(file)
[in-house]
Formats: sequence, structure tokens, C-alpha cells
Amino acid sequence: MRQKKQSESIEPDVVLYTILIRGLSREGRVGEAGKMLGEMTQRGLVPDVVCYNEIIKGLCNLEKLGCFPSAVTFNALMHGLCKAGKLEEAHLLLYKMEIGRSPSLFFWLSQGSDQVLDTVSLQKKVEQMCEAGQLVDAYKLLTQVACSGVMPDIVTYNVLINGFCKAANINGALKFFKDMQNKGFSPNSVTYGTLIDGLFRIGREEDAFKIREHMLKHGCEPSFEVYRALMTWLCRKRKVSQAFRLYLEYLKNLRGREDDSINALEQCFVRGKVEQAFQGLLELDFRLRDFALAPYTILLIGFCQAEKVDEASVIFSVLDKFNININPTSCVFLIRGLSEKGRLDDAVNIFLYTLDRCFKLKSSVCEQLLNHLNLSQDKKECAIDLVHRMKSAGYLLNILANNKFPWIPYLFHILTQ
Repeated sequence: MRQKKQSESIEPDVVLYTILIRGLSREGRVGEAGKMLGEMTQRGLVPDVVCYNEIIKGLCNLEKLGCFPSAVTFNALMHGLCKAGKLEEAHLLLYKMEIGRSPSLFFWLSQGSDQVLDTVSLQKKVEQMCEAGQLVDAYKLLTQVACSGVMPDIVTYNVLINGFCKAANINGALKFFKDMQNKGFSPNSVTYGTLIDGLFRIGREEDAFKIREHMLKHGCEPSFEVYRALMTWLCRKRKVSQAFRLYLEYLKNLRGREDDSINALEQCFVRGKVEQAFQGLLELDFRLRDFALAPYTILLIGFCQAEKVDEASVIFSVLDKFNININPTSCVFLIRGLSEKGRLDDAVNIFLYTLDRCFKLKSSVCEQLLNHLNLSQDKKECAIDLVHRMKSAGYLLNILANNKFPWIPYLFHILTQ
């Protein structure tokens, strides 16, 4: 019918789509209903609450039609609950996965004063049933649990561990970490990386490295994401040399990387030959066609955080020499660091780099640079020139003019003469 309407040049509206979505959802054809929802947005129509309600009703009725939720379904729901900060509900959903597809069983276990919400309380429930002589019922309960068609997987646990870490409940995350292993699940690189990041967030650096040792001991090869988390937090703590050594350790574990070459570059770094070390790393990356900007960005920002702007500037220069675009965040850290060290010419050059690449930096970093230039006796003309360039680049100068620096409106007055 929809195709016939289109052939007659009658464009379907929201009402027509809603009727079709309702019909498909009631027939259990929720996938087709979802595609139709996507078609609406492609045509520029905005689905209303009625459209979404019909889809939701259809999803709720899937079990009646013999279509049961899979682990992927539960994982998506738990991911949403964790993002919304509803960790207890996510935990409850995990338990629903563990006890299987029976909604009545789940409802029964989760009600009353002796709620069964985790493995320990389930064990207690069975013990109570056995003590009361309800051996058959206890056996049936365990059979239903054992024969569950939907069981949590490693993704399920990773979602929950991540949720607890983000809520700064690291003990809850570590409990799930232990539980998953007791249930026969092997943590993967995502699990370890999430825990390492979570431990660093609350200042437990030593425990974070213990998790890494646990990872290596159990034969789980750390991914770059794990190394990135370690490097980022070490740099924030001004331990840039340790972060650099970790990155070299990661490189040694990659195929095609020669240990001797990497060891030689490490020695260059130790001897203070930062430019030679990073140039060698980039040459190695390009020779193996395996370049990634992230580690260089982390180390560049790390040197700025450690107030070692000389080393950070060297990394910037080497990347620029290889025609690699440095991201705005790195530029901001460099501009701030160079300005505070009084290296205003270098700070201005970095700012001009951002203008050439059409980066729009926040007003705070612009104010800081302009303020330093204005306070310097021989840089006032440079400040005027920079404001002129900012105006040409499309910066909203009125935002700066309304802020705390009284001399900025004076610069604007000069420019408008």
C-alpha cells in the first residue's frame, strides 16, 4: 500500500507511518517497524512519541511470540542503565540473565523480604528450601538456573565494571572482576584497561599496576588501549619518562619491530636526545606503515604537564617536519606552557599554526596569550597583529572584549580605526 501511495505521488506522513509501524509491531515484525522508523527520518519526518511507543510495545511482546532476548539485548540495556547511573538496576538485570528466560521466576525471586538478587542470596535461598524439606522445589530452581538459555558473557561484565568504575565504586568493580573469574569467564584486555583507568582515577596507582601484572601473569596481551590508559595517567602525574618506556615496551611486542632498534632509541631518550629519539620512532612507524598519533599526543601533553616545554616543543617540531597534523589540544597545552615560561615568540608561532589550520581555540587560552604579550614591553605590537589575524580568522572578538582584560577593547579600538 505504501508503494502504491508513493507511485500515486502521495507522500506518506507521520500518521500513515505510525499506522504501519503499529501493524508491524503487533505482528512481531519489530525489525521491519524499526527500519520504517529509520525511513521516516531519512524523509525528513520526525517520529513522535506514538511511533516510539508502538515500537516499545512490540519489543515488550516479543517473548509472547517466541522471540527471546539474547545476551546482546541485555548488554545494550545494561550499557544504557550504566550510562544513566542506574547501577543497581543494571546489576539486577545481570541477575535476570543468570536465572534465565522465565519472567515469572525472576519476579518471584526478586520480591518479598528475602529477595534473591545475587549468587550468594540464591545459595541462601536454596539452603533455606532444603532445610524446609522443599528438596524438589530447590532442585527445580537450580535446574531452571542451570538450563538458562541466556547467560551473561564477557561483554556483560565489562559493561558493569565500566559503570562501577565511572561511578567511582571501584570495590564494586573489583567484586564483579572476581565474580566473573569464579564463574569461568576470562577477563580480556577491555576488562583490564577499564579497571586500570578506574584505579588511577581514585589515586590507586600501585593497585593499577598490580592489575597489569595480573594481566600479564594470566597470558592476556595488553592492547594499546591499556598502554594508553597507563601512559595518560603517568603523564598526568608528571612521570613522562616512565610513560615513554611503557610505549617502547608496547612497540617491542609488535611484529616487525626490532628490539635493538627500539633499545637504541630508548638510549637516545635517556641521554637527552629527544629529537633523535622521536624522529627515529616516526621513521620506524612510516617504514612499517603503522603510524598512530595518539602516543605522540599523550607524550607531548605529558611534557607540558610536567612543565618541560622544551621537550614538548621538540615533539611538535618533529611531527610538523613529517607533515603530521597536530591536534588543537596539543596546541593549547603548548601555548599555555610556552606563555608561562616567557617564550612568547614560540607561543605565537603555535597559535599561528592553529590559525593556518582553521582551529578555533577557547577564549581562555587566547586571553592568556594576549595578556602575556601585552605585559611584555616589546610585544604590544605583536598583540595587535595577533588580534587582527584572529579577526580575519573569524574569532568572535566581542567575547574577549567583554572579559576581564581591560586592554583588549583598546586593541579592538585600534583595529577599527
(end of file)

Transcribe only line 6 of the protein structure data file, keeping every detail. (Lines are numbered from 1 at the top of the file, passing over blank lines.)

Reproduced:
C-alpha cells in the first residue's frame, strides 16, 4: 500500500507511518517497524512519541511470540542503565540473565523480604528450601538456573565494571572482576584497561599496576588501549619518562619491530636526545606503515604537564617536519606552557599554526596569550597583529572584549580605526 501511495505521488506522513509501524509491531515484525522508523527520518519526518511507543510495545511482546532476548539485548540495556547511573538496576538485570528466560521466576525471586538478587542470596535461598524439606522445589530452581538459555558473557561484565568504575565504586568493580573469574569467564584486555583507568582515577596507582601484572601473569596481551590508559595517567602525574618506556615496551611486542632498534632509541631518550629519539620512532612507524598519533599526543601533553616545554616543543617540531597534523589540544597545552615560561615568540608561532589550520581555540587560552604579550614591553605590537589575524580568522572578538582584560577593547579600538 505504501508503494502504491508513493507511485500515486502521495507522500506518506507521520500518521500513515505510525499506522504501519503499529501493524508491524503487533505482528512481531519489530525489525521491519524499526527500519520504517529509520525511513521516516531519512524523509525528513520526525517520529513522535506514538511511533516510539508502538515500537516499545512490540519489543515488550516479543517473548509472547517466541522471540527471546539474547545476551546482546541485555548488554545494550545494561550499557544504557550504566550510562544513566542506574547501577543497581543494571546489576539486577545481570541477575535476570543468570536465572534465565522465565519472567515469572525472576519476579518471584526478586520480591518479598528475602529477595534473591545475587549468587550468594540464591545459595541462601536454596539452603533455606532444603532445610524446609522443599528438596524438589530447590532442585527445580537450580535446574531452571542451570538450563538458562541466556547467560551473561564477557561483554556483560565489562559493561558493569565500566559503570562501577565511572561511578567511582571501584570495590564494586573489583567484586564483579572476581565474580566473573569464579564463574569461568576470562577477563580480556577491555576488562583490564577499564579497571586500570578506574584505579588511577581514585589515586590507586600501585593497585593499577598490580592489575597489569595480573594481566600479564594470566597470558592476556595488553592492547594499546591499556598502554594508553597507563601512559595518560603517568603523564598526568608528571612521570613522562616512565610513560615513554611503557610505549617502547608496547612497540617491542609488535611484529616487525626490532628490539635493538627500539633499545637504541630508548638510549637516545635517556641521554637527552629527544629529537633523535622521536624522529627515529616516526621513521620506524612510516617504514612499517603503522603510524598512530595518539602516543605522540599523550607524550607531548605529558611534557607540558610536567612543565618541560622544551621537550614538548621538540615533539611538535618533529611531527610538523613529517607533515603530521597536530591536534588543537596539543596546541593549547603548548601555548599555555610556552606563555608561562616567557617564550612568547614560540607561543605565537603555535597559535599561528592553529590559525593556518582553521582551529578555533577557547577564549581562555587566547586571553592568556594576549595578556602575556601585552605585559611584555616589546610585544604590544605583536598583540595587535595577533588580534587582527584572529579577526580575519573569524574569532568572535566581542567575547574577549567583554572579559576581564581591560586592554583588549583598546586593541579592538585600534583595529577599527